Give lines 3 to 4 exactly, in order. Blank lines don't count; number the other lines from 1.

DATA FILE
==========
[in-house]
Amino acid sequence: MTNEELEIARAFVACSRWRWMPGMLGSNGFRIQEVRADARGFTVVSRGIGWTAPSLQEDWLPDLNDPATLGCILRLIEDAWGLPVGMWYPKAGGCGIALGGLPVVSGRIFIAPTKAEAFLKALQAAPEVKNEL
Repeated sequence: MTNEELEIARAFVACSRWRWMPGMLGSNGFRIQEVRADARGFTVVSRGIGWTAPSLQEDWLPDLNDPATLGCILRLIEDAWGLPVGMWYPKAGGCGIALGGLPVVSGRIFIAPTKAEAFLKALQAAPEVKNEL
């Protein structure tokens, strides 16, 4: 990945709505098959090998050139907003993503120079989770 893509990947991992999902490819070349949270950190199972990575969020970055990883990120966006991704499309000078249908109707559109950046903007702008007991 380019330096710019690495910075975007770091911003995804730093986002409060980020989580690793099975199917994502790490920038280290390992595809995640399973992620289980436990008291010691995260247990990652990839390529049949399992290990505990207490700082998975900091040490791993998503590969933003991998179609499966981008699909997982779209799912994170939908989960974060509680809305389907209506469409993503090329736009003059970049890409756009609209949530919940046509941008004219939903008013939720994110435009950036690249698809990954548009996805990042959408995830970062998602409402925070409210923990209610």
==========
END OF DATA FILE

Repeated sequence: MTNEELEIARAFVACSRWRWMPGMLGSNGFRIQEVRADARGFTVVSRGIGWTAPSLQEDWLPDLNDPATLGCILRLIEDAWGLPVGMWYPKAGGCGIALGGLPVVSGRIFIAPTKAEAFLKALQAAPEVKNEL
């Protein structure tokens, strides 16, 4: 990945709505098959090998050139907003993503120079989770 893509990947991992999902490819070349949270950190199972990575969020970055990883990120966006991704499309000078249908109707559109950046903007702008007991 380019330096710019690495910075975007770091911003995804730093986002409060980020989580690793099975199917994502790490920038280290390992595809995640399973992620289980436990008291010691995260247990990652990839390529049949399992290990505990207490700082998975900091040490791993998503590969933003991998179609499966981008699909997982779209799912994170939908989960974060509680809305389907209506469409993503090329736009003059970049890409756009609209949530919940046509941008004219939903008013939720994110435009950036690249698809990954548009996805990042959408995830970062998602409402925070409210923990209610």